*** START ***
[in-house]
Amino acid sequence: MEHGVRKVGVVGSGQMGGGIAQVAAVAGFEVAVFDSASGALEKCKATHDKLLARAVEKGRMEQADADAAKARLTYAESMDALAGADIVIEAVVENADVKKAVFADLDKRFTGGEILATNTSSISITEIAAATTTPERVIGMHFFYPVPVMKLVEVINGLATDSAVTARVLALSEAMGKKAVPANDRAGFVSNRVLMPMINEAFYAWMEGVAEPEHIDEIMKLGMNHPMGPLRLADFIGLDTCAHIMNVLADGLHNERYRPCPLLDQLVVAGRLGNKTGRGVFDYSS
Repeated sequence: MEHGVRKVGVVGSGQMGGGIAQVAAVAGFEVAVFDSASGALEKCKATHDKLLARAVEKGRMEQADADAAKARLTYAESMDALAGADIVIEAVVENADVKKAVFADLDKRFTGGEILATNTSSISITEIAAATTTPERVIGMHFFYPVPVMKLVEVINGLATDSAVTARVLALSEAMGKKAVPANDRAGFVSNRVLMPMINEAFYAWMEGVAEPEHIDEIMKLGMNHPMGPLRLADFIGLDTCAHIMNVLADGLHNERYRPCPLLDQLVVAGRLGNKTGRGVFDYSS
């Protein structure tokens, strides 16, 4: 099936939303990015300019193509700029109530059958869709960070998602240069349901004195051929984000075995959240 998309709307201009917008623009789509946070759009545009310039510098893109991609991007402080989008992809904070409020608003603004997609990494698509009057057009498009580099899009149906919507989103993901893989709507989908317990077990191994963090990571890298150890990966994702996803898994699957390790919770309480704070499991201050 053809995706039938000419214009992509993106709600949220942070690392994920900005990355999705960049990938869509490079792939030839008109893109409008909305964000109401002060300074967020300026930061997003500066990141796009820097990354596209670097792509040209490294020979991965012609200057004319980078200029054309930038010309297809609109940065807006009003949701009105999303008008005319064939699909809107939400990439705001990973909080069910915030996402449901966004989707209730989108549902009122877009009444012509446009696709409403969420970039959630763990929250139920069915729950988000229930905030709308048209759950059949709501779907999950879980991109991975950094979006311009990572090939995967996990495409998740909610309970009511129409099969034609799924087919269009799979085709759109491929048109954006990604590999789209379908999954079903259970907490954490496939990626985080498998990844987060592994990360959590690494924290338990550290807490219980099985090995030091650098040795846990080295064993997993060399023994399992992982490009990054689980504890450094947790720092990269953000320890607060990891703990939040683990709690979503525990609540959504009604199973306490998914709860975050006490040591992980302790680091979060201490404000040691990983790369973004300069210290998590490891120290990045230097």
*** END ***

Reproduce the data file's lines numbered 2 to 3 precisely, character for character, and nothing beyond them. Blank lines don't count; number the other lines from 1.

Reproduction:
Amino acid sequence: MEHGVRKVGVVGSGQMGGGIAQVAAVAGFEVAVFDSASGALEKCKATHDKLLARAVEKGRMEQADADAAKARLTYAESMDALAGADIVIEAVVENADVKKAVFADLDKRFTGGEILATNTSSISITEIAAATTTPERVIGMHFFYPVPVMKLVEVINGLATDSAVTARVLALSEAMGKKAVPANDRAGFVSNRVLMPMINEAFYAWMEGVAEPEHIDEIMKLGMNHPMGPLRLADFIGLDTCAHIMNVLADGLHNERYRPCPLLDQLVVAGRLGNKTGRGVFDYSS
Repeated sequence: MEHGVRKVGVVGSGQMGGGIAQVAAVAGFEVAVFDSASGALEKCKATHDKLLARAVEKGRMEQADADAAKARLTYAESMDALAGADIVIEAVVENADVKKAVFADLDKRFTGGEILATNTSSISITEIAAATTTPERVIGMHFFYPVPVMKLVEVINGLATDSAVTARVLALSEAMGKKAVPANDRAGFVSNRVLMPMINEAFYAWMEGVAEPEHIDEIMKLGMNHPMGPLRLADFIGLDTCAHIMNVLADGLHNERYRPCPLLDQLVVAGRLGNKTGRGVFDYSS